Tunneling is a transmission feature in Oracle Payments whereby data, such as a payment instruction, is delivered using two protocols, one of which encapsulates the other. Tunneling is also referred to as delegated transmission, since the initial transmission from Oracle Payments is a request to an external module, that is, the Transmission Servlet, to deliver data using an independent transmission protocol. The name of the transmission protocol, its parameters, and the actual data which must be delivered by it are encapsulated within the body of the tunneling transmission protocol.
The purpose of tunneling is to allow connectivity between Oracle Payments and external payment systems without compromising network security. Processor payment systems, for example, often require protocols, such as FTP or raw IP socket connectivity to receive payment instruction files. Instead of creating breaches in their firewall to accommodate these connectivity requirements, users can instead deploy the Payments Transmission servlet on a host outside their firewall and then tunnel, or delegate, requests to it from the Oracle Payments engine. The Oracle Payments Transmission Servlet, by design, makes no use of the applications database, and can be completely isolated from the deployer's intranet.
Oracle Payments uses a customized tunneling protocol called the Oracle Payments Tunneling Protocol (code= IBY_DELIVERY_ENVELOPE). This protocol uses HTTP POST as its underlying transmission mechanism (HTTPS is supported as well) and sends within the body of the request an XML message header identifying the tunneled or encapsulated protocol, as well as the parameters to use when invoking it, such as host name, user name, and password for FTP. After the XML message header is the data to be delivered.
As a transmission protocol code-point, the Oracle Payments Tunneling Protocol implements the oracle.apps.iby.net.TunnelingFunction interface.
The table below presents the parameters and descriptions of the Oracle Payments Tunneling Protocol.
|WEB_URL||the HTTP/HTTPS URL of the Transmission Servlet executing the protocol|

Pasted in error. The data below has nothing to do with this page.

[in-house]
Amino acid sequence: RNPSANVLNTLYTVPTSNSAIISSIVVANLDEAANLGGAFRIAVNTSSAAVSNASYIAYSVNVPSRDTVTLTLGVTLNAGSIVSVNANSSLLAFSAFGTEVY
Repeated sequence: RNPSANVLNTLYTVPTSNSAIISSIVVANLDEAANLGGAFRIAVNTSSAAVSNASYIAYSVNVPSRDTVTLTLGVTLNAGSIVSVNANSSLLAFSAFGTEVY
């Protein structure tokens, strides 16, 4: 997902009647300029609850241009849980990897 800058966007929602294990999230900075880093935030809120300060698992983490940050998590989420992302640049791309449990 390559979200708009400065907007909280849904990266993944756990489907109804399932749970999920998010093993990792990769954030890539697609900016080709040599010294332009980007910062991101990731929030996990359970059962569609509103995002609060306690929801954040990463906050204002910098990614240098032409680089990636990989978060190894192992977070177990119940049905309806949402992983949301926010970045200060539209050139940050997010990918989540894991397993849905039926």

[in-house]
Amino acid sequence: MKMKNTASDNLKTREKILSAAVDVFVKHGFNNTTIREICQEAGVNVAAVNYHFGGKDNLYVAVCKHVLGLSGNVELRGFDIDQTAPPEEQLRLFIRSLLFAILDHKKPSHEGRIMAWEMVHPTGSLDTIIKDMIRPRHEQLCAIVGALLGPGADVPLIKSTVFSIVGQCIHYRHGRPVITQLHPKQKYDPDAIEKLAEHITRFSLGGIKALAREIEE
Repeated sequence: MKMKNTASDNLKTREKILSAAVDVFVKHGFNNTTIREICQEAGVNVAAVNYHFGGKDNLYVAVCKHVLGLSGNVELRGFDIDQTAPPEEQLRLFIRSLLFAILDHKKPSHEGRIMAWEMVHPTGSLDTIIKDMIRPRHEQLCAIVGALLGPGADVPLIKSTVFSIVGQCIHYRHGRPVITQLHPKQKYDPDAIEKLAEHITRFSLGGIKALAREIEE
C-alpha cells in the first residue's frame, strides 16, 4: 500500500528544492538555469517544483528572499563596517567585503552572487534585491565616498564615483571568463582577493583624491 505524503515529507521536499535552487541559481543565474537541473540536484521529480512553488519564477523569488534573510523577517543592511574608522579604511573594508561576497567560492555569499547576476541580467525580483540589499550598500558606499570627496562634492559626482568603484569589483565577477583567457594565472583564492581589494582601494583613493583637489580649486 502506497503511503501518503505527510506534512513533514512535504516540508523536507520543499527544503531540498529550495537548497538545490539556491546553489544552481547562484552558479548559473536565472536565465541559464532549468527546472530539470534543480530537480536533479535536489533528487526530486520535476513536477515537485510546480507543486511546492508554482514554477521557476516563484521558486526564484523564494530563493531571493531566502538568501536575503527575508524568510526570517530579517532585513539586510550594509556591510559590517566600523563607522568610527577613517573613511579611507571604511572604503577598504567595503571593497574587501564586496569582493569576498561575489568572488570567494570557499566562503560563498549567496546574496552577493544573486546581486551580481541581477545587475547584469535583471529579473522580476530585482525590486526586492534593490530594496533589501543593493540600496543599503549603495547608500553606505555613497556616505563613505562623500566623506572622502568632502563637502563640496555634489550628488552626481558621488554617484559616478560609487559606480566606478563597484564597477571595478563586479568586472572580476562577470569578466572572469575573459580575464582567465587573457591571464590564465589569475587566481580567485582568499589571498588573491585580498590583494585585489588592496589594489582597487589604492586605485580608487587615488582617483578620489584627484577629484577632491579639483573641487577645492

|USERNAME/PASSWORD||the username and password used to access the servlet if its URL is secured by HTTP authentication|
The Oracle Payments Transmission Servlet is the module which executes tunneled or delegated transmission requests sent from the Oracle Payments engine. The servlet receives Payments HTTP XML Delivery Envelope requests and parses them into XML message header and transmission data components. The format of the XML message header is defined by an XML DTD file named DeliveryEnvelope.dtd. This message header specifies both the parameters to pass to the tunneled/encapsulated transmission protocol, as well as the transmission protocol, itself, by means of its Java code-point class name and entry function name. The Transmission Servlet then attempts to dynamically load the Java class implementing the tunneled protocol and invokes it by passing to it the transmission parameters parsed from the XML message header, as well as the transmission data. This behavior is identical to that of the Oracle Payments engine. Any protocol can be tunneled, as long as it implements the oracle.apps.iby.net.TransmitFunction interface. Therefore, any custom-defined protocol can be tunneled or encapsulated to the servlet, provided the Java class which implements its code-point is in the CLASSPATH of the servlet's application container.
Class oracle.apps.iby.bep.TransmitServlet implements the Oracle Payments Transmission Servlet and is aliased to URL /OA_HTML/ibytransmit on the middle-tier iAS application server. To relocate the servlet to a different host, such as the one in a DMZ network zone, the user must copy all the Applications-specific Java files from the E-Business Suite installation to a class repository accessible by the Transmission Servlet's new servlet container. Any new transmission protocols that you develop must have their Java code copied to this repository if you want the servlet to support that protocol.